Parish council slams 'fast track' planning rules after latest Dunlopillo proposals passed in Pannal

This was the Dunlopillo office building on Station Road. It has since fallen into a derelict state.This was the Dunlopillo office building on Station Road. It has since fallen into a derelict state.
This was the Dunlopillo office building on Station Road. It has since fallen into a derelict state.
Fast track rules which speed up the planning system have been slammed by a parish council after latest housing plans for a derelict office block near Harrogate were approved without a vote from councillors.

The proposals for 38 flats at the former Dunlopillo building in Pannal were passed by Harrogate Borough Council last week.

This came after the developers Echo Green previously won permission for 48 flats at the Station Road site before submitting a second application also under permitted development rights.

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These rules were first introduced to ease the path of conservatories, small extensions and other uncontroversial works.

But in recent years they have been used by the government to drive up housing numbers through offices being converted into or replaced by entirely new buildings without usual planning permission.

Councillor Howard West, chairman of Pannal and Burn Bridge Parish Council, had raised several objections over the Dunlopillo plans and has now launched fresh criticism at the planning rules which he argues fails to take into account rural areas.

He said: "We're disappointed that the construction of an even bigger building than the one that was universally hated has been allowed.

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"However, once Harrogate Borough Council officers made their original decision on the first prior notice of permitted development, there really was no way to stop construction.

"The principle of prior notice of permitted development was essentially to protect the high street from having empty commercial units when they could be converted to accommodation.

"However, to allow loopholes where rural villages could be overshadowed by bigger monstrosities than those originally built was patently an oversight by the civil servants who drafted the legislation and by those who voted it into planning law."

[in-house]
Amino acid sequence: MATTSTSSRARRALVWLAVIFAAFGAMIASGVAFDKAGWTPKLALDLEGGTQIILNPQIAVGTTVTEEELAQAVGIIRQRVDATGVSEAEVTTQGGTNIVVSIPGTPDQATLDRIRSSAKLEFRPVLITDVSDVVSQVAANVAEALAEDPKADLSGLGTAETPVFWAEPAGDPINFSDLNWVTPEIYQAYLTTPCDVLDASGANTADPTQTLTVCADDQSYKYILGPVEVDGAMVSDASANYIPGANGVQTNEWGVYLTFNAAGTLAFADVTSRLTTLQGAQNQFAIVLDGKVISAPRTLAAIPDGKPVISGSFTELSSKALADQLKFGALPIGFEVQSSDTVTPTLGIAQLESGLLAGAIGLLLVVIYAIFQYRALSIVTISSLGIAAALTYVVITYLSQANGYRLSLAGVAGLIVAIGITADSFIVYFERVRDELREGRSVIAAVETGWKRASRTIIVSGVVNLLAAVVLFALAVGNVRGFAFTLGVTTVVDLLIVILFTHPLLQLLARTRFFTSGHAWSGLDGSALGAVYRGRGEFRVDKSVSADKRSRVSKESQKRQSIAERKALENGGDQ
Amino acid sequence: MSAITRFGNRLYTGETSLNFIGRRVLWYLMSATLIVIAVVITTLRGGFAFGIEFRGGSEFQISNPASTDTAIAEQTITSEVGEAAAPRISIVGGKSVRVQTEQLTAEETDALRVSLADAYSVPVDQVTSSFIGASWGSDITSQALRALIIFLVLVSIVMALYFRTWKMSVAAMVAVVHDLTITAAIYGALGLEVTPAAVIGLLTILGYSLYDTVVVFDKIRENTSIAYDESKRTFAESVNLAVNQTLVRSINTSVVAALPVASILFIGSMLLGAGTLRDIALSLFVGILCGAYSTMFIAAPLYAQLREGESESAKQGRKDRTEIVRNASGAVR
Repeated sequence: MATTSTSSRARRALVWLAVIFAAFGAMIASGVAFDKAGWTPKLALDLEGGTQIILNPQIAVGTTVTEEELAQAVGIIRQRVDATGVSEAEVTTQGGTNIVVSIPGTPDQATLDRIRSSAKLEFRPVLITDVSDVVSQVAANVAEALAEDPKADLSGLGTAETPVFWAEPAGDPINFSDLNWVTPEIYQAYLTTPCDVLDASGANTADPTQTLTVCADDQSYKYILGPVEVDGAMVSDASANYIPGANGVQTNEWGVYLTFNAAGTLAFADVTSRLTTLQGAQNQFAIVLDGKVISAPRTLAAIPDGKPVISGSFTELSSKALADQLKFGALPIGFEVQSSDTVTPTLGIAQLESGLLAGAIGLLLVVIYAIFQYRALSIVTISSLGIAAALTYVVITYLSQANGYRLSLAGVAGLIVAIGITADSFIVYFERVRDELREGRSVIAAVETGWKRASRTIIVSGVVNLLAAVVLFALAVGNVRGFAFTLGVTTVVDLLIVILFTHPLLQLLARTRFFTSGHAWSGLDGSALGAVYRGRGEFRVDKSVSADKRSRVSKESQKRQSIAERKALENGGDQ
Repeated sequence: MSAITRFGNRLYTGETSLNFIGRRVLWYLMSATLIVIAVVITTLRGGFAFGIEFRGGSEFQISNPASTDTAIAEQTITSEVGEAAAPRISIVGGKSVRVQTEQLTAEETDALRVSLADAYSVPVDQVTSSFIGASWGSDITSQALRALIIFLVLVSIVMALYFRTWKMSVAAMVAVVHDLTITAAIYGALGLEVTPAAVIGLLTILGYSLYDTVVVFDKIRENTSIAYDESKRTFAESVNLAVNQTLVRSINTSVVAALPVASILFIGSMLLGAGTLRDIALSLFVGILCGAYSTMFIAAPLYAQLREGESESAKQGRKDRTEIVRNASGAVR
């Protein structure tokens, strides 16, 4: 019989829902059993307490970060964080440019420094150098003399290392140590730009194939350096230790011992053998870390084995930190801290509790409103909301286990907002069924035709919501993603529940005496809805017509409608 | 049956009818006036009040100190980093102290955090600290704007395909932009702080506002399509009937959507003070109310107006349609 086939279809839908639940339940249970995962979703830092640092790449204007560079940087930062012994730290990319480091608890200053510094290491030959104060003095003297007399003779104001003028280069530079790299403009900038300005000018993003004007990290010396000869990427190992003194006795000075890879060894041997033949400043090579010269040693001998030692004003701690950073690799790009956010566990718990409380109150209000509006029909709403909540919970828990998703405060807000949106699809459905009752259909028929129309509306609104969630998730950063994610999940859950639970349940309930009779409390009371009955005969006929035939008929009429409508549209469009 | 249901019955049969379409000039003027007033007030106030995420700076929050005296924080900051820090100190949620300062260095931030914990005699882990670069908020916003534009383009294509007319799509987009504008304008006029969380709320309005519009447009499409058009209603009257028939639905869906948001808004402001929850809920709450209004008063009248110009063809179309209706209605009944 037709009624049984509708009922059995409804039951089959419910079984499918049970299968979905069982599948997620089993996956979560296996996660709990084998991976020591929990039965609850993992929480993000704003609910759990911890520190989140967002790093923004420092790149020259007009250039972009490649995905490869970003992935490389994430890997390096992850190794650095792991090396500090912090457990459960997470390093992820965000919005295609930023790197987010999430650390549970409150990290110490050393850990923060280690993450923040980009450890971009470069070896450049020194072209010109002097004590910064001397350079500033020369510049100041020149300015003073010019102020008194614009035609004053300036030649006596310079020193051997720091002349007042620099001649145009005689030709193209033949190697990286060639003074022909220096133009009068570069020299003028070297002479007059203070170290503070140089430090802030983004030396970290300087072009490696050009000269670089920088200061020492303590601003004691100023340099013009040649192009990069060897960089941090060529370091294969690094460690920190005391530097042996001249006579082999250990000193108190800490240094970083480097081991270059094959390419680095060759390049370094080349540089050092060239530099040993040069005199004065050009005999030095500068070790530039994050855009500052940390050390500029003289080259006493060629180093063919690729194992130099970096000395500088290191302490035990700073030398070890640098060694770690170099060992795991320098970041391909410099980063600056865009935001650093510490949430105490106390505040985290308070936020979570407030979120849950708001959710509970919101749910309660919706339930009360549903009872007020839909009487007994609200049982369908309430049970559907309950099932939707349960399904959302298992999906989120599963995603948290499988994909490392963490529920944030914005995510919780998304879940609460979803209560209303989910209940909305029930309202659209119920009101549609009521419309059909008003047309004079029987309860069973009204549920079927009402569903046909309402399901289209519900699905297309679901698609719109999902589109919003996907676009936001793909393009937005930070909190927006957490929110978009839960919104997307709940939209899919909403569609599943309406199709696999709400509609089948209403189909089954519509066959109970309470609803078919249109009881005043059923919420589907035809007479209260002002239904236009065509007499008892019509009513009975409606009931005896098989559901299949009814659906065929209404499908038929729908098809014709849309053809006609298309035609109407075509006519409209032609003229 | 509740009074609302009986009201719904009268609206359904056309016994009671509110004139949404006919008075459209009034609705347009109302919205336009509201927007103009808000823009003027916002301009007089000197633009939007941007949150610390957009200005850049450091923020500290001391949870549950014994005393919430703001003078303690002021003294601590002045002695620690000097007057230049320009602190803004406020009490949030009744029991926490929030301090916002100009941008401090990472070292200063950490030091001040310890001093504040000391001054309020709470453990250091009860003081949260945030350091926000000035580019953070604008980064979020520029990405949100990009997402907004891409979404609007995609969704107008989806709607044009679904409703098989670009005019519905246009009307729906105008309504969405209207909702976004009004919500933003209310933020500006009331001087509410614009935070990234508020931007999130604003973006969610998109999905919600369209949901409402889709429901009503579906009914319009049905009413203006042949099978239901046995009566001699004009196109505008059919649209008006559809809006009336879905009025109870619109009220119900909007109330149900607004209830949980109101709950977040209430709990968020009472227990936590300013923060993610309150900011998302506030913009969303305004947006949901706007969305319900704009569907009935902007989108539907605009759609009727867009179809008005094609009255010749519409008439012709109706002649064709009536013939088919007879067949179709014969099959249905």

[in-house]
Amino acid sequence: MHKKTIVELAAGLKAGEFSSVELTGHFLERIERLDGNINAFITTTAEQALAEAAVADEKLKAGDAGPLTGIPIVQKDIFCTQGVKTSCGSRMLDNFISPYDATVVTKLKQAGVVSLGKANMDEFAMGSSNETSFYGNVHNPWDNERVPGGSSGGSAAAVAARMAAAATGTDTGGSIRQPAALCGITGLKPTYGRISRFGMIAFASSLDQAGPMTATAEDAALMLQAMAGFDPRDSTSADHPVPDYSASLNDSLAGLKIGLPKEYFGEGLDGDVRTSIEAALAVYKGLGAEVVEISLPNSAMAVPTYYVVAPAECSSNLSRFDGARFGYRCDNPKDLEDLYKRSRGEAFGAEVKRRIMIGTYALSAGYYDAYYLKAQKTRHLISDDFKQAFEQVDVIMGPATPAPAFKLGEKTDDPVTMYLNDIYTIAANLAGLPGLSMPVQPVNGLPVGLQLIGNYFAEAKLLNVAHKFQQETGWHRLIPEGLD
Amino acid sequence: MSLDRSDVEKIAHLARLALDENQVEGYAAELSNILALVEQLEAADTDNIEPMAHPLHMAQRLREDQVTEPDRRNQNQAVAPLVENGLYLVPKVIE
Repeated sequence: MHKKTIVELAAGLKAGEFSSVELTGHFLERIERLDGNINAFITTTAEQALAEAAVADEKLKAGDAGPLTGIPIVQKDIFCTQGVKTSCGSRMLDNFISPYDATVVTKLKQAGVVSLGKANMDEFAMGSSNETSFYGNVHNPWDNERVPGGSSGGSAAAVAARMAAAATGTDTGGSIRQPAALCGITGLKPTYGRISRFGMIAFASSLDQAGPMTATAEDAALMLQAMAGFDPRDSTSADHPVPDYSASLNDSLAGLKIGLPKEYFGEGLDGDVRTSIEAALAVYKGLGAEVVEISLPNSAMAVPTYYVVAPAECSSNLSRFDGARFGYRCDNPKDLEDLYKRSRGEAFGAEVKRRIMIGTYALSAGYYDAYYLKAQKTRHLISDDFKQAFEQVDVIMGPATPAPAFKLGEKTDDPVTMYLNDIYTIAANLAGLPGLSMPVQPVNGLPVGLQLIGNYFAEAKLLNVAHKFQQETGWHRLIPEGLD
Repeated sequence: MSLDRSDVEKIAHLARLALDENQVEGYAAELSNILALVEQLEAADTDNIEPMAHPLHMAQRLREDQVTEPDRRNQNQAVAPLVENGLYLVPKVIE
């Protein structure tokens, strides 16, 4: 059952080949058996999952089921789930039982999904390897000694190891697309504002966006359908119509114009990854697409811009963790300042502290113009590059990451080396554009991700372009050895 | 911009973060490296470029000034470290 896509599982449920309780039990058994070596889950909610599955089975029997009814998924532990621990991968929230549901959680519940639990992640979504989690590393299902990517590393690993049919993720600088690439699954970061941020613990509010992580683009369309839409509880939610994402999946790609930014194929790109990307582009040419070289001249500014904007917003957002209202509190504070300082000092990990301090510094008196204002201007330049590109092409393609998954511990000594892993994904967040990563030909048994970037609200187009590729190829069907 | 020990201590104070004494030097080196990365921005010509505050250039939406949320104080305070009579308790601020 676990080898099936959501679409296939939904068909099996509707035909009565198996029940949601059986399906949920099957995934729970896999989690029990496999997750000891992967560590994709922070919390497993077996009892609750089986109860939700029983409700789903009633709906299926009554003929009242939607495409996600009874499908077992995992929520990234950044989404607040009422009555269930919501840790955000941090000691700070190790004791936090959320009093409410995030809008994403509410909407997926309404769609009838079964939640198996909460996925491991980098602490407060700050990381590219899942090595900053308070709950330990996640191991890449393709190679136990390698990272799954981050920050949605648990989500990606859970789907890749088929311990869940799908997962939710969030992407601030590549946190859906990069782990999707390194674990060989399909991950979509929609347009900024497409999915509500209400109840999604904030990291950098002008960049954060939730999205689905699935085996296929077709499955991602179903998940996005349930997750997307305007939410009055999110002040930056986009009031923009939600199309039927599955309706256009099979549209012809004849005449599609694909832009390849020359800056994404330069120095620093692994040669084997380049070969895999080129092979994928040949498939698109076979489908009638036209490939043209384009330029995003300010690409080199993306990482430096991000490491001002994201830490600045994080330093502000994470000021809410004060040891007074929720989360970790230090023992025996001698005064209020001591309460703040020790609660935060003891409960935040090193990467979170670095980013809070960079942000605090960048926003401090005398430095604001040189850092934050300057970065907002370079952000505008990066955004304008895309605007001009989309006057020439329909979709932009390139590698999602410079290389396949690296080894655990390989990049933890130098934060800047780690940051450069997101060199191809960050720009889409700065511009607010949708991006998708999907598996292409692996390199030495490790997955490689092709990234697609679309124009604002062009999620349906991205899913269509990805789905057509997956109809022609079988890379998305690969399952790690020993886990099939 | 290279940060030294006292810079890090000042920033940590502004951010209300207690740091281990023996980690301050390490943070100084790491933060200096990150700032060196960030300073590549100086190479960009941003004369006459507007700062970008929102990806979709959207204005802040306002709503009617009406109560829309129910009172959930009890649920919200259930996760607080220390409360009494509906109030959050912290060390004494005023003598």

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The rules allow for developers to apply to councils to simply seek confirmation that a development is acceptable before commencing work.

This was the case for both applications for the Dunlopillo site and is different from usual planning permission which requires an outline and reserved matters application, and sometimes a vote from councillors.

But Harrogate Borough Council has admitted it could have allowed for a vote from councillors if it had acted quicker on the first application.

It made this admission in a lessons learned review which concluded that while the plans were "appropriately considered", "a longer period of time than ideal" was spent on parts of the process.

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Councillor West said he believes the plans could have been refused if presented to councillors as he also described the council-run review as "akin to marking one's own homework".

He said: "Had council officers involved the planning committee for the first prior notice of permitted development then there might have been a chance in getting it stopped because of the ghastly design - although some of the past committee decisions defy logic.

"The second proposal is a country mile better than the first, albeit much too high and overbearing and not at all in keeping with a village environment."

The latest plans for the Station Road site include demolishing the existing building to make way for an apartments block two-storeys higher.

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This is something which has been a key concern for residents who are fearful the development will have a major visual impact on the area surrounding the site which pillows and bedding manufacturer Dunlopillo moved out of in 2008.

Since then, the building has fallen into a state of disrepair with residents describing it as an "eyesore" and "monstrosity".

Its current state is far from how many employees will remember the building in the 1970s and 1980s when an estimated 440 people worked there.

By Jacob Webster, Local Democracy Reporter